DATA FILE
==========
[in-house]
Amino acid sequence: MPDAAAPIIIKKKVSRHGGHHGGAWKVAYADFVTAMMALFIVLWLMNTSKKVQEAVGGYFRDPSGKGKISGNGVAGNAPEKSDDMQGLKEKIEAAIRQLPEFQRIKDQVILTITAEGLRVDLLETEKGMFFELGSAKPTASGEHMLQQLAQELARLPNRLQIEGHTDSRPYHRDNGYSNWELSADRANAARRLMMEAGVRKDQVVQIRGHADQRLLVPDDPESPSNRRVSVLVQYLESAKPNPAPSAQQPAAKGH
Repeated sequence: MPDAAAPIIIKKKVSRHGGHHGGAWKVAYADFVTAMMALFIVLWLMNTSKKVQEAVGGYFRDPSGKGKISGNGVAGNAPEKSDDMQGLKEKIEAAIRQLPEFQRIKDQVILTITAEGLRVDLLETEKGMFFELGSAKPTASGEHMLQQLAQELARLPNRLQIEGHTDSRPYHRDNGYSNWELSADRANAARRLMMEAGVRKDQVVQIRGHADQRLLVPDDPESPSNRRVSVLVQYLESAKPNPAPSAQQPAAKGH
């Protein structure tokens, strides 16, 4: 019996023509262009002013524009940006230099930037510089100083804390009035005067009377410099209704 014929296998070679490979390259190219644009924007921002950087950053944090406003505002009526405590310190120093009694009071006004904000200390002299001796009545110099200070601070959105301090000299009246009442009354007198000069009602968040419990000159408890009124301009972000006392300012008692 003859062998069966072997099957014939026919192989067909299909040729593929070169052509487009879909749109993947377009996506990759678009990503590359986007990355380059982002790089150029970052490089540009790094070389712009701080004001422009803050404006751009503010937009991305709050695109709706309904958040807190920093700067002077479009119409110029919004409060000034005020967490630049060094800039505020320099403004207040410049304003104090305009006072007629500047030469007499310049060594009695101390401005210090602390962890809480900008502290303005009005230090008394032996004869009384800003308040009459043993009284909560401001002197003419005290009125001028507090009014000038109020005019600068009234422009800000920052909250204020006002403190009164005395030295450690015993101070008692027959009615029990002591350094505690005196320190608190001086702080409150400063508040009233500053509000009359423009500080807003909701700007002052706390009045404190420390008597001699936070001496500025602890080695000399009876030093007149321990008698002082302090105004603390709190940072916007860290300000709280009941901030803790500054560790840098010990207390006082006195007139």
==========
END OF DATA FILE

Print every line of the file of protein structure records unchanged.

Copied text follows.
[in-house]
Amino acid sequence: MPDAAAPIIIKKKVSRHGGHHGGAWKVAYADFVTAMMALFIVLWLMNTSKKVQEAVGGYFRDPSGKGKISGNGVAGNAPEKSDDMQGLKEKIEAAIRQLPEFQRIKDQVILTITAEGLRVDLLETEKGMFFELGSAKPTASGEHMLQQLAQELARLPNRLQIEGHTDSRPYHRDNGYSNWELSADRANAARRLMMEAGVRKDQVVQIRGHADQRLLVPDDPESPSNRRVSVLVQYLESAKPNPAPSAQQPAAKGH
Repeated sequence: MPDAAAPIIIKKKVSRHGGHHGGAWKVAYADFVTAMMALFIVLWLMNTSKKVQEAVGGYFRDPSGKGKISGNGVAGNAPEKSDDMQGLKEKIEAAIRQLPEFQRIKDQVILTITAEGLRVDLLETEKGMFFELGSAKPTASGEHMLQQLAQELARLPNRLQIEGHTDSRPYHRDNGYSNWELSADRANAARRLMMEAGVRKDQVVQIRGHADQRLLVPDDPESPSNRRVSVLVQYLESAKPNPAPSAQQPAAKGH
């Protein structure tokens, strides 16, 4: 019996023509262009002013524009940006230099930037510089100083804390009035005067009377410099209704 014929296998070679490979390259190219644009924007921002950087950053944090406003505002009526405590310190120093009694009071006004904000200390002299001796009545110099200070601070959105301090000299009246009442009354007198000069009602968040419990000159408890009124301009972000006392300012008692 003859062998069966072997099957014939026919192989067909299909040729593929070169052509487009879909749109993947377009996506990759678009990503590359986007990355380059982002790089150029970052490089540009790094070389712009701080004001422009803050404006751009503010937009991305709050695109709706309904958040807190920093700067002077479009119409110029919004409060000034005020967490630049060094800039505020320099403004207040410049304003104090305009006072007629500047030469007499310049060594009695101390401005210090602390962890809480900008502290303005009005230090008394032996004869009384800003308040009459043993009284909560401001002197003419005290009125001028507090009014000038109020005019600068009234422009800000920052909250204020006002403190009164005395030295450690015993101070008692027959009615029990002591350094505690005196320190608190001086702080409150400063508040009233500053509000009359423009500080807003909701700007002052706390009045404190420390008597001699936070001496500025602890080695000399009876030093007149321990008698002082302090105004603390709190940072916007860290300000709280009941901030803790500054560790840098010990207390006082006195007139």